We’re thrilled to run our first guest post of 2013! This week, Dan Rindler shares some advice on what to do when babies express discomfort during tummy time. Dan is a Certified Feldenkrais Practitioner and Director of child’space NYC. It’s a pleasure to have him as a guest contributor to our site. Below he answers one of his clients’ most frequently asked questions.
“My pediatrician recommended tummy-time every day, but my baby doesn’t last more than a minute or two on her tummy. Do I leave her there when she’s crying and for how long?”
Because tummy-time is challenging for many babies, parents may feel caught between listening to their pediatrician and listening to the discomfort their baby is expressing. It’s a difficult position to be in.
My first recommendation is that you stay connected and interact with your baby while she’s on her tummy. Watch her face, not the clock. You can keep a hand on her back so she knows you’re there, or lie down next to her and have some face-to-face time together on the floor. If she cries, let her know that you hear her and that you know that this is difficult for her.
Next, watch your baby on her tummy. As she begins to express frustration, does it also show in her body? Does she have a tight chest, clenched fists, and stiff legs or does she move with ease? If her body is tight, I don’t believe there’s much benefit to staying on her tummy right now. Transition her to another position and feel no guilt for ending tummy-time! You can always try again at a later time. However, if you hear a cry that is more of a complaint than distress, and the movements of her body seem relatively free, then it may be okay to give her a little more time on her belly. (Of course it’s always your choice as a parent – your ideas on crying should take precedent.)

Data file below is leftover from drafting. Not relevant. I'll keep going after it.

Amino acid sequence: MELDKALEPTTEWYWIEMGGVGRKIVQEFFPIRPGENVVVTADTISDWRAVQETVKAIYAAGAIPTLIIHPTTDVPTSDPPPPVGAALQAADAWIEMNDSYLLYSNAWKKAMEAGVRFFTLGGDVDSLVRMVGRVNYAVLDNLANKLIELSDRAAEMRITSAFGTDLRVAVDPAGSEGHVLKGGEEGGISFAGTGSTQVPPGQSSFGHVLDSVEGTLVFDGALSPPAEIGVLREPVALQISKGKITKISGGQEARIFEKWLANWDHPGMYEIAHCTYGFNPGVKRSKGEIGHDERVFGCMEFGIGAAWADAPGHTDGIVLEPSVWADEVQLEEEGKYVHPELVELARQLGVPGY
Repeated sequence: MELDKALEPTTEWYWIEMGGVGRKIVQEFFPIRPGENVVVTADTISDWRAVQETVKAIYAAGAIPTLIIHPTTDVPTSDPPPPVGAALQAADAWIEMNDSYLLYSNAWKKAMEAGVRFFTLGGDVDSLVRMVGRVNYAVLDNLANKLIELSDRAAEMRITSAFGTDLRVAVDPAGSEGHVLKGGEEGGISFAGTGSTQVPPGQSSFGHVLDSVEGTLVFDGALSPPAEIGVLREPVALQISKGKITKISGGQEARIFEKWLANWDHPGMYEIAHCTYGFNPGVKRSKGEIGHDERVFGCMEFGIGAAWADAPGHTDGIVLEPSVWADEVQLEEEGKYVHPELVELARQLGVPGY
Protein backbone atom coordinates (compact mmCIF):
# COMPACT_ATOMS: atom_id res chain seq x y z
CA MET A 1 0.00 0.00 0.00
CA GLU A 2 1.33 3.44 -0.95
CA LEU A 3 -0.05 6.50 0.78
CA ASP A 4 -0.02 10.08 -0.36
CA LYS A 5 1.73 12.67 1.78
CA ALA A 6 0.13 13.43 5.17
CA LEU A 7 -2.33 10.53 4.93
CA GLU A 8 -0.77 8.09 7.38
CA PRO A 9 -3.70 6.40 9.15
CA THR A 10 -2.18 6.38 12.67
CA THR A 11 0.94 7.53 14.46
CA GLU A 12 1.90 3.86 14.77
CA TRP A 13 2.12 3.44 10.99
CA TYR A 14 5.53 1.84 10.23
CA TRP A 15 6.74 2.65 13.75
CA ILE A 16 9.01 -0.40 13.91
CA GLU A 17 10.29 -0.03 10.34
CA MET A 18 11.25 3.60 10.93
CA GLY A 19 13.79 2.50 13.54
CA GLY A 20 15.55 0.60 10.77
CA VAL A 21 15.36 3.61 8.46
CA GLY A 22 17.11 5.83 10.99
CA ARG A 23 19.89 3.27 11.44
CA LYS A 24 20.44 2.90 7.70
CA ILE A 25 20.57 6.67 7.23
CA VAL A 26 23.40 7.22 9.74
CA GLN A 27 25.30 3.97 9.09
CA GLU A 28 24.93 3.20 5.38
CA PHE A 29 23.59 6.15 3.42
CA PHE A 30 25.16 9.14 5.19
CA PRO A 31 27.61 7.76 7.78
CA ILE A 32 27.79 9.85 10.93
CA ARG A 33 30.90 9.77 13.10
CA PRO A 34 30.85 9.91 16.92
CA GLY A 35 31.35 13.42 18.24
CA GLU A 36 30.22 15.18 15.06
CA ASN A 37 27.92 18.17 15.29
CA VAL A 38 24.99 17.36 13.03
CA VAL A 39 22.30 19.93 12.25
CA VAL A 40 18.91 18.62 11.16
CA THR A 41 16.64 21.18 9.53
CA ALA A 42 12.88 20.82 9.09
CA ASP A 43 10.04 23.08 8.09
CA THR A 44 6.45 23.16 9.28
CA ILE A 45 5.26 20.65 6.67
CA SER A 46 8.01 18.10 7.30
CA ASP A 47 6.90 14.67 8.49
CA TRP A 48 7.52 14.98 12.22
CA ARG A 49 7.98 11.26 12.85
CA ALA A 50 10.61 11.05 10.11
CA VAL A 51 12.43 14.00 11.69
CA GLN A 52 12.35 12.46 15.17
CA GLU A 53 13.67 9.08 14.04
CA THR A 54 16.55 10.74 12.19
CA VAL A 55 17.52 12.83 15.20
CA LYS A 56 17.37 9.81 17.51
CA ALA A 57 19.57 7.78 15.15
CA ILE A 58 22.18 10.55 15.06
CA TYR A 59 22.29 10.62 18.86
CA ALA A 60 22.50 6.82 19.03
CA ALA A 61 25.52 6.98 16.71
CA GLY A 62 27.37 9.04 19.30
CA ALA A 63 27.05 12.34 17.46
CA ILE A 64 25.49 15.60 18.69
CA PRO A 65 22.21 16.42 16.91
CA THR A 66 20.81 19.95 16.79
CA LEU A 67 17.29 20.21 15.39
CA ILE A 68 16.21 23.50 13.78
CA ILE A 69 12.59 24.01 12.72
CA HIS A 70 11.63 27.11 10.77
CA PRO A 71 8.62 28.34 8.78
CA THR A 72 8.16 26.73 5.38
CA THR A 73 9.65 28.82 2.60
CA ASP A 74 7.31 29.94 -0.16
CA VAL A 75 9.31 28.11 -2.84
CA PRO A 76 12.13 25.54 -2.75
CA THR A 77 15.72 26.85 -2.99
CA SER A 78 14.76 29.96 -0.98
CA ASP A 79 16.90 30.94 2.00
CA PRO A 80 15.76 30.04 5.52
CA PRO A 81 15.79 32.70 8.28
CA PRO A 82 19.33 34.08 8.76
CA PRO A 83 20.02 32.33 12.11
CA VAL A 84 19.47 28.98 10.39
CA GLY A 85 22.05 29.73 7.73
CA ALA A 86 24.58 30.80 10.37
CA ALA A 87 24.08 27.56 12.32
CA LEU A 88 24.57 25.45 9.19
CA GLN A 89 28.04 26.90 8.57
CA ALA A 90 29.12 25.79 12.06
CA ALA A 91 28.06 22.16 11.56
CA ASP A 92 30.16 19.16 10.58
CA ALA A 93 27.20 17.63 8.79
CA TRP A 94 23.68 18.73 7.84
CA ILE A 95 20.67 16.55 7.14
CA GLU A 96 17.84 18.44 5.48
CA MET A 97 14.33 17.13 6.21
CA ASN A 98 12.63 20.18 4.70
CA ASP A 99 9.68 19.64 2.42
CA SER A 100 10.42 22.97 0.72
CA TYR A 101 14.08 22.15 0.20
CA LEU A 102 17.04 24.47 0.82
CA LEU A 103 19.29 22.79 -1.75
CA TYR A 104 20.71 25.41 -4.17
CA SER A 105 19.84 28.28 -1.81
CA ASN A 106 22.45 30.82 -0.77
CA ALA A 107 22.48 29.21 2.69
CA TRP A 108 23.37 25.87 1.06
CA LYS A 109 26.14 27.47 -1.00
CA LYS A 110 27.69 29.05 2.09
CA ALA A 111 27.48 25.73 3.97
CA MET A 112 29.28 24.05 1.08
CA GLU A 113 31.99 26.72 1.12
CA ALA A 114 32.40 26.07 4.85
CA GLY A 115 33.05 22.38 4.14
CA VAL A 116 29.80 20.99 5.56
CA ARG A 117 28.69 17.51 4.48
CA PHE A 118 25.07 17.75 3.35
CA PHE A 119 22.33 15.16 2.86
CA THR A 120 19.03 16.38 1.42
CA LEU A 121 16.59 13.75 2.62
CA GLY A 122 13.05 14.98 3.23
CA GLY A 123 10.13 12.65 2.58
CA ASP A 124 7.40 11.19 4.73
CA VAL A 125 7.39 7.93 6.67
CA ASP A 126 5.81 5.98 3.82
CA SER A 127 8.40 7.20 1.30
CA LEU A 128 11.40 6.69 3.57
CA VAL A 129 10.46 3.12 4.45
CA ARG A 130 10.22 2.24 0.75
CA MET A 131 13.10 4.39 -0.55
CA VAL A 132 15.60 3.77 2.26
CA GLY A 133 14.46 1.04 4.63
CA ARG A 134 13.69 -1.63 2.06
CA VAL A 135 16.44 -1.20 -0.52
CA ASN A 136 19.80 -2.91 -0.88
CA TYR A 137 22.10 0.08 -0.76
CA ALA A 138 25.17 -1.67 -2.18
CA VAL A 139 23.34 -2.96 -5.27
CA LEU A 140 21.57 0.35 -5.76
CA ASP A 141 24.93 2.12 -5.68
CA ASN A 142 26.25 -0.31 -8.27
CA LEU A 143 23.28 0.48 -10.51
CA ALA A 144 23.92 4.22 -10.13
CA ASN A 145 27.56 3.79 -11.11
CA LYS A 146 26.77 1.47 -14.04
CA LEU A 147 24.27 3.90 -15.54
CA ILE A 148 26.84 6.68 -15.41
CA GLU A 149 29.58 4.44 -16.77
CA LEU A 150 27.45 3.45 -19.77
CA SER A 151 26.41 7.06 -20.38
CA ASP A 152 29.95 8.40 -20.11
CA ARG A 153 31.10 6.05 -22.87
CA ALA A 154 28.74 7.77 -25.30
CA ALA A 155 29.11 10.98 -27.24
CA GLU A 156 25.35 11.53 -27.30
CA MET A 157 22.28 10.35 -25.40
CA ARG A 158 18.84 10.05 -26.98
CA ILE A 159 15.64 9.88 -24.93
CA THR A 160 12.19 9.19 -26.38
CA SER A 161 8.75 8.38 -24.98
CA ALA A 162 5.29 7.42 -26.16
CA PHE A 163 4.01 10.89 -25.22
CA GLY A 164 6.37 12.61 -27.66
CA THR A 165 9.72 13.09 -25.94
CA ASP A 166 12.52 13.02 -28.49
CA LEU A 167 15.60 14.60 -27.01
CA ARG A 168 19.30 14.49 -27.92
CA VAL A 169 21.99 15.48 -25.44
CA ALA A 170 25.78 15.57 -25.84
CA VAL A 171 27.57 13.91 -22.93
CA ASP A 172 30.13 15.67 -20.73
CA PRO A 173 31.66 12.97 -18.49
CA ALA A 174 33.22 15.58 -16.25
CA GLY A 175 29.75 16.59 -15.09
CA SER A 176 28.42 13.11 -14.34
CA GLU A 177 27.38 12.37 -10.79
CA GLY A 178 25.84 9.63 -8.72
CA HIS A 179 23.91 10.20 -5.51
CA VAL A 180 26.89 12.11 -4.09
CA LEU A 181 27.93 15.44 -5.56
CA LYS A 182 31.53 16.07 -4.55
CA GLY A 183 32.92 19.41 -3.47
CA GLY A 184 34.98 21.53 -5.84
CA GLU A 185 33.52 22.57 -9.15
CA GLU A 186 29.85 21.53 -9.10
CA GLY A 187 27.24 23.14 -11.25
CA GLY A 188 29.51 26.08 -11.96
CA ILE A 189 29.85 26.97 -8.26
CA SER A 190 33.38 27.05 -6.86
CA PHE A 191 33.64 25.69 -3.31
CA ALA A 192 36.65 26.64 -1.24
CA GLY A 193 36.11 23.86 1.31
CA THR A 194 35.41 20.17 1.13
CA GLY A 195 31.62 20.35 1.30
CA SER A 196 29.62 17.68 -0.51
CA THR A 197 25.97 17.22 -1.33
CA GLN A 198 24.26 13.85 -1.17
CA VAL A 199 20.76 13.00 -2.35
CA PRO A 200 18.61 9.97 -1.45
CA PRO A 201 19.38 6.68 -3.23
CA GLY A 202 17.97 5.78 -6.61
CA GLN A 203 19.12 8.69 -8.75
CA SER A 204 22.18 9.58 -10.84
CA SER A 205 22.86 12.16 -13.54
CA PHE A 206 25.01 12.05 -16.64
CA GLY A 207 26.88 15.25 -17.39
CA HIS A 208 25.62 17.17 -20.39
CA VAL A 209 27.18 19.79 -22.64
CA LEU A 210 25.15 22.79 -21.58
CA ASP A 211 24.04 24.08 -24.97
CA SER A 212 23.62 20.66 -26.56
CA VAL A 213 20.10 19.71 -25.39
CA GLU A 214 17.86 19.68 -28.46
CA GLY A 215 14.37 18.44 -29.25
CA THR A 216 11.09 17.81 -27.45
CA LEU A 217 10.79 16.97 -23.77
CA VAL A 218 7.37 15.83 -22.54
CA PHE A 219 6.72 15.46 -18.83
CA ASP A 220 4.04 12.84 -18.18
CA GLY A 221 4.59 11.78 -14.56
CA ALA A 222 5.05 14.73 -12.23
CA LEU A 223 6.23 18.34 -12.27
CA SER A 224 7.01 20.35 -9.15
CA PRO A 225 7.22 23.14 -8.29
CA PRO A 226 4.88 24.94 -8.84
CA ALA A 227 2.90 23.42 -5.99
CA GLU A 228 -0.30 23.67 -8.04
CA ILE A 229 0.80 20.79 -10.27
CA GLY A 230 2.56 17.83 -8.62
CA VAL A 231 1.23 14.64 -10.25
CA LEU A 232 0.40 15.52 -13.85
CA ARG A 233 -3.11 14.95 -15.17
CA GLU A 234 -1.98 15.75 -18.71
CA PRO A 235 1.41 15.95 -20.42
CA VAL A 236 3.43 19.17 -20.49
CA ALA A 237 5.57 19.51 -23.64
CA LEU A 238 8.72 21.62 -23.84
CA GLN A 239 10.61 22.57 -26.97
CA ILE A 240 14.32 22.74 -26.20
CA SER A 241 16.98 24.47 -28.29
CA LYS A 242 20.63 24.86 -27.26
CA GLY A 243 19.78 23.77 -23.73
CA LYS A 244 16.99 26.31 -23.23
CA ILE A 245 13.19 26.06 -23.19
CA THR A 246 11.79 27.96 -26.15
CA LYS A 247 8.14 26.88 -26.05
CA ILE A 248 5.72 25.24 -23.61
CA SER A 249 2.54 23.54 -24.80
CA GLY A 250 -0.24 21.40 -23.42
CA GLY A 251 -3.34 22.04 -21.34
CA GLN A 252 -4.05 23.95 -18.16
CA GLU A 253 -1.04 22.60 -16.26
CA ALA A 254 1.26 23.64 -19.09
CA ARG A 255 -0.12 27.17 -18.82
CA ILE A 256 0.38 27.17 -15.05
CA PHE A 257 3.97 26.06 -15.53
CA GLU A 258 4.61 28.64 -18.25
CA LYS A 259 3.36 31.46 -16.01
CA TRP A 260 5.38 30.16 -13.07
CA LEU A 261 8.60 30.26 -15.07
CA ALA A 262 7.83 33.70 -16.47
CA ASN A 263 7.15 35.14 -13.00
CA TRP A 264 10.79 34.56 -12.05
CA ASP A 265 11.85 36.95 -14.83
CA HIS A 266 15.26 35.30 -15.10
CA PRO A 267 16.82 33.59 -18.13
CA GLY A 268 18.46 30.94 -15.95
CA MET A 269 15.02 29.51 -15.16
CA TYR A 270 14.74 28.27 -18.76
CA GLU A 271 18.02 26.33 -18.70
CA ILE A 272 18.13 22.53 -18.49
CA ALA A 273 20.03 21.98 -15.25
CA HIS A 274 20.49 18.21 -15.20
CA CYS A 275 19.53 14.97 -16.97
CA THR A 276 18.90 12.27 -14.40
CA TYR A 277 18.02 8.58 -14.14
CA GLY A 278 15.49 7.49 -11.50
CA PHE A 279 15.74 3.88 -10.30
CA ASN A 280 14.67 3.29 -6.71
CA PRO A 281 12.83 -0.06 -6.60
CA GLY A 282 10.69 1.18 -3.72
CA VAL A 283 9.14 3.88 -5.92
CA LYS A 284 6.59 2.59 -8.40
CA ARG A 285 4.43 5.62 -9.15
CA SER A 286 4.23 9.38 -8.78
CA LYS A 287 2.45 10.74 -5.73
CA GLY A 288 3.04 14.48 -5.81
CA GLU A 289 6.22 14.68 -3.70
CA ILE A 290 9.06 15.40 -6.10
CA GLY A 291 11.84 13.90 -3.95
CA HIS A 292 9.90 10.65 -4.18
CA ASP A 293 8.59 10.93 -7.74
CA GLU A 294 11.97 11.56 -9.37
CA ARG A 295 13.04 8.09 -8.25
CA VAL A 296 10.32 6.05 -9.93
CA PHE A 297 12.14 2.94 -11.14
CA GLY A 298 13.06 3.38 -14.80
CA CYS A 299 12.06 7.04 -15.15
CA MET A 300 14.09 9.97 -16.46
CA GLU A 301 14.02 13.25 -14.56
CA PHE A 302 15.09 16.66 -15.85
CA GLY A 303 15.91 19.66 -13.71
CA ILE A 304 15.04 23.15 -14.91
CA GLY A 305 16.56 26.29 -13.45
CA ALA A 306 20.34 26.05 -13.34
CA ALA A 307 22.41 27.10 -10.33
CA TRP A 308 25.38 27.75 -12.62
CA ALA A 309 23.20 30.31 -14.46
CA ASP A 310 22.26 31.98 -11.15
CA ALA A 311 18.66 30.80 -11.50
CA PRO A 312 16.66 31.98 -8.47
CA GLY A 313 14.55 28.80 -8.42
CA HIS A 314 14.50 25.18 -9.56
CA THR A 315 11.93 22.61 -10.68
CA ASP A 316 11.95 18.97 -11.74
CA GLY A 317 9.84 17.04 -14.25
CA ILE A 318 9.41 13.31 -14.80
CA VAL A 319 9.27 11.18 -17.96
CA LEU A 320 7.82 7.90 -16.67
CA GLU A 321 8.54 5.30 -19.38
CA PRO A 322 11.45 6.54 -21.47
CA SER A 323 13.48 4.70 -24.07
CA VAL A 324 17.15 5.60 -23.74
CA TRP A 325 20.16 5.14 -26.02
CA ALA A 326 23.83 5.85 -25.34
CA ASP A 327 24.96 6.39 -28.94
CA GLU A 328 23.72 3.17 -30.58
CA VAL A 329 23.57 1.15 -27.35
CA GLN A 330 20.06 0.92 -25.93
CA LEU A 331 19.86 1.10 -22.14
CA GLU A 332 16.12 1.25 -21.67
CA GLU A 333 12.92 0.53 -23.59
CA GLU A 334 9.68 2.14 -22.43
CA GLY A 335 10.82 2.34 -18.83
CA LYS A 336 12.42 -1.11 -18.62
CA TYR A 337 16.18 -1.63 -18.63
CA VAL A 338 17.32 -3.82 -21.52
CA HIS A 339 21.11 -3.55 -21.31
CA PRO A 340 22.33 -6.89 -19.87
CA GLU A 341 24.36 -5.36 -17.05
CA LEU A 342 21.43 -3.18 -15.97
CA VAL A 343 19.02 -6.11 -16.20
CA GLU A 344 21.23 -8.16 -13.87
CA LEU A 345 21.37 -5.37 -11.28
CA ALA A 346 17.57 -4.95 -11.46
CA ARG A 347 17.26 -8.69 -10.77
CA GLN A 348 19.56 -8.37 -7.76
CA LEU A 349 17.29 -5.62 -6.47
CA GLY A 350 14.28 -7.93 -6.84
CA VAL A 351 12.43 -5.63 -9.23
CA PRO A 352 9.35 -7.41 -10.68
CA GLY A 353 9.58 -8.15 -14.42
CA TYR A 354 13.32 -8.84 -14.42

If you stay connected, watch body language, and try many short sessions, tummy-time won’t continue to feel like taking one’s medicine –and you’ll both breathe easier for it!